Police have arrested an 18-year-old man on suspicion of a terror offence in connection with Friday’s attack on a London Tube train.
Armed police are continuing to search a house in Sunbury-on-Thames, Surrey.
The arrest is “very significant” and the terror threat level remains “critical”, Metropolitan Police Deputy Assistant Commissioner Neil Basu said.
The man was arrested in the departure area of Dover port on Saturday and has been moved to a London police station.
Thirty people were injured after the explosion on a train at Parsons Green.
The arrest sparked an evacuation of Dover port and a number of items were recovered in a police search, Mr Basu said, adding that detectives were “keeping an open mind” as to whether more people were involved in the Tube attack.
Residents of houses surrounding the Sunbury-on-Thames property have been allowed to return home after being evacuated by officers earlier on Saturday.
Locals said the property being searched by police is occupied by married couple Ronald Jones, 88, and Penelope Jones, 71.
The couple are known for fostering many children and young people over several decades, and in 2010 were rewarded by the Queen by being made MBEs.
One neighbour, Anna Wilkins, told BBC News she was “shaking like jelly” after being told by armed police to leave the home she shares with her partner and two young children.
“As I walked out of my house I saw three armed officers,” she said. “One had a balaclava on, all I could see were his eyes, I was really frightened.”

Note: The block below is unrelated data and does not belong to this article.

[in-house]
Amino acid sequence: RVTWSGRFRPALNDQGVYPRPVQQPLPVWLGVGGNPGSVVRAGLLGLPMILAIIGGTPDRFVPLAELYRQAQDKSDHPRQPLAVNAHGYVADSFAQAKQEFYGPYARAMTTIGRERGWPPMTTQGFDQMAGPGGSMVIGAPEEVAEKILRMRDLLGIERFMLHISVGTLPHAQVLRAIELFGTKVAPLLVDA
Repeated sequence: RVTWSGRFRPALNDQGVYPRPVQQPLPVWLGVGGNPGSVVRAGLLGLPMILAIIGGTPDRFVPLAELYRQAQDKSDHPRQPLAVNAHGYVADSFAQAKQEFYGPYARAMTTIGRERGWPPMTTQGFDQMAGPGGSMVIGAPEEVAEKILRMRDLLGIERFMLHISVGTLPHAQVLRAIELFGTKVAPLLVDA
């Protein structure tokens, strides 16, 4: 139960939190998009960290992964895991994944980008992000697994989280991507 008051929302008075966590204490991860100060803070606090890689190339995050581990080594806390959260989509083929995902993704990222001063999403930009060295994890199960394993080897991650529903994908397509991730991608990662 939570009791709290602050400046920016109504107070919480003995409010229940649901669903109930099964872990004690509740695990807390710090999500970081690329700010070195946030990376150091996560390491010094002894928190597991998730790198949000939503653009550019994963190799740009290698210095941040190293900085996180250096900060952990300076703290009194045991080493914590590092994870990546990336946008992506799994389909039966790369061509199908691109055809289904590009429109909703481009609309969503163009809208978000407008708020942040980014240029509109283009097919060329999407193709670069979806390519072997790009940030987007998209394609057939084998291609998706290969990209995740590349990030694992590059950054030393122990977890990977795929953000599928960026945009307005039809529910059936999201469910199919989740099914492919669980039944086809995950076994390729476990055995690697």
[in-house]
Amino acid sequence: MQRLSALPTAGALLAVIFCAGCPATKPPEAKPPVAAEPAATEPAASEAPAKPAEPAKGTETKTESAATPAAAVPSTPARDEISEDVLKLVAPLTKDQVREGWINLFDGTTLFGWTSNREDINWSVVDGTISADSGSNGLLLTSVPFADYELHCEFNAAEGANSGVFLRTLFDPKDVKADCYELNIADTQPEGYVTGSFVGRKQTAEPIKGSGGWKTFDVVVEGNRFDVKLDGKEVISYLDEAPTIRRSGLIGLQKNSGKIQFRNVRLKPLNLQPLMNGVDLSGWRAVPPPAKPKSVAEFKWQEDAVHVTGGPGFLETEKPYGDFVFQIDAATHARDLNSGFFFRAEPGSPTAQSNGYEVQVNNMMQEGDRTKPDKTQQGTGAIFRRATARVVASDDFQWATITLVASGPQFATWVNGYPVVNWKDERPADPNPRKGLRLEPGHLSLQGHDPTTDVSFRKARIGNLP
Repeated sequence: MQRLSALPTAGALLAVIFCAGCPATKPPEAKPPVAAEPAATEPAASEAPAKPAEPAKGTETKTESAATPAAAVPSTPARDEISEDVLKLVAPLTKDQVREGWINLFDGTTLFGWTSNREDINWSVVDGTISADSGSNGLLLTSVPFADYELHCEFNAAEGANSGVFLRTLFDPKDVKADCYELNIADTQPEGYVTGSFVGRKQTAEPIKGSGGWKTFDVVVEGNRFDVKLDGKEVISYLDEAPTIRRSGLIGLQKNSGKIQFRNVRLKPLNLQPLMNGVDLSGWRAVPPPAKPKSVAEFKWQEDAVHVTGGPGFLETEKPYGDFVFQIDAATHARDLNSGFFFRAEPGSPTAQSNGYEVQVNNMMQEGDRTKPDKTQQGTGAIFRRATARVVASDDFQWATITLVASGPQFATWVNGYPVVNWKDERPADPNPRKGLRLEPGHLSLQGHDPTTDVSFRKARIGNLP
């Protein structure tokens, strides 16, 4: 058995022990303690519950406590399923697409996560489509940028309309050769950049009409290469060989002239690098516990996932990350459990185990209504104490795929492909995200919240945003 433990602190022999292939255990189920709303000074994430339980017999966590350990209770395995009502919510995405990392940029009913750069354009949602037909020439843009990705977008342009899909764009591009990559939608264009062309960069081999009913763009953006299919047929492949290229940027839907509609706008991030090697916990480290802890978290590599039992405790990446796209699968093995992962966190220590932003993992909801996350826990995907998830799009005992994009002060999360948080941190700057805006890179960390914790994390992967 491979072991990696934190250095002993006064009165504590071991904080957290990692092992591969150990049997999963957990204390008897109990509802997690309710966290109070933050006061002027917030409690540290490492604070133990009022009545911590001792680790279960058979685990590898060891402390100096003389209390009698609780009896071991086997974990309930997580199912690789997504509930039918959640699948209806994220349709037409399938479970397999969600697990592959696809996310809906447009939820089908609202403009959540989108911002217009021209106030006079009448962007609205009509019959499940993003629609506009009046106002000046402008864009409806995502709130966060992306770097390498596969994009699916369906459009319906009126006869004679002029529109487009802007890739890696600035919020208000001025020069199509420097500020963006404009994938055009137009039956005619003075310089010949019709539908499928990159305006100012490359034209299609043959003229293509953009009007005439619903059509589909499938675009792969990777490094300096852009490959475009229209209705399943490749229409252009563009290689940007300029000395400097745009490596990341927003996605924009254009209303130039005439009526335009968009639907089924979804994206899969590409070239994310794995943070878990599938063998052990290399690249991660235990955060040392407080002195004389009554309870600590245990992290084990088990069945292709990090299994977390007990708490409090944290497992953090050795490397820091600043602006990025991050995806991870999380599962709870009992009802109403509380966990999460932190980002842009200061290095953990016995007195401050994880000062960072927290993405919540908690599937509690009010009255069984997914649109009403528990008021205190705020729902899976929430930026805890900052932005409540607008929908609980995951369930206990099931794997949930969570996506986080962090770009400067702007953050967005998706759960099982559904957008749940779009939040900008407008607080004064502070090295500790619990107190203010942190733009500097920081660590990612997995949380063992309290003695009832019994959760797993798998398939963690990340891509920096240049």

Many residents had been evacuated to Staines Rugby Club where one local, Dan Norcott, said the council had begun making preliminary arrangements for hotel accommodation.
After a meeting of the government’s Cobra emergency committee earlier, Home Secretary Amber Rudd said it was “much too early” to say whether those behind the attack were known to authorities, adding: “The operation is ongoing”.
The terror threat level was raised to critical, meaning an attack may be imminent, on Friday evening.
Met Police Commissioner Cressida Dick described the attack as “cowardly and indiscriminate”.
Ms Dick, who travelled by Tube before joining Met officers patrolling the South Bank, said: “London has not stopped after other terrible attacks and it will not stop after this one.”
Operation Temperer, which involves the use of the military was put in place after the threat level was raised and is being stepped up gradually.
Home affairs correspondent Danny Shaw said it is mainly focused on London and the south-east of England and is described as “light-touch”, and not on the same scale as what was seen after the Manchester Arena attack.
Mayor of London Sadiq Khan said “significant” police activity would continue this weekend.
More armed police officers will be present at London Underground stations, as well as at stations across England, Scotland and Wales, British Transport Police Assistant Chief Constable Robin Smith told the BBC.
Most people caught in the blast were treated for minor injuries and have been released, NHS England said, but three people remain in Chelsea and Westminster hospital in central London.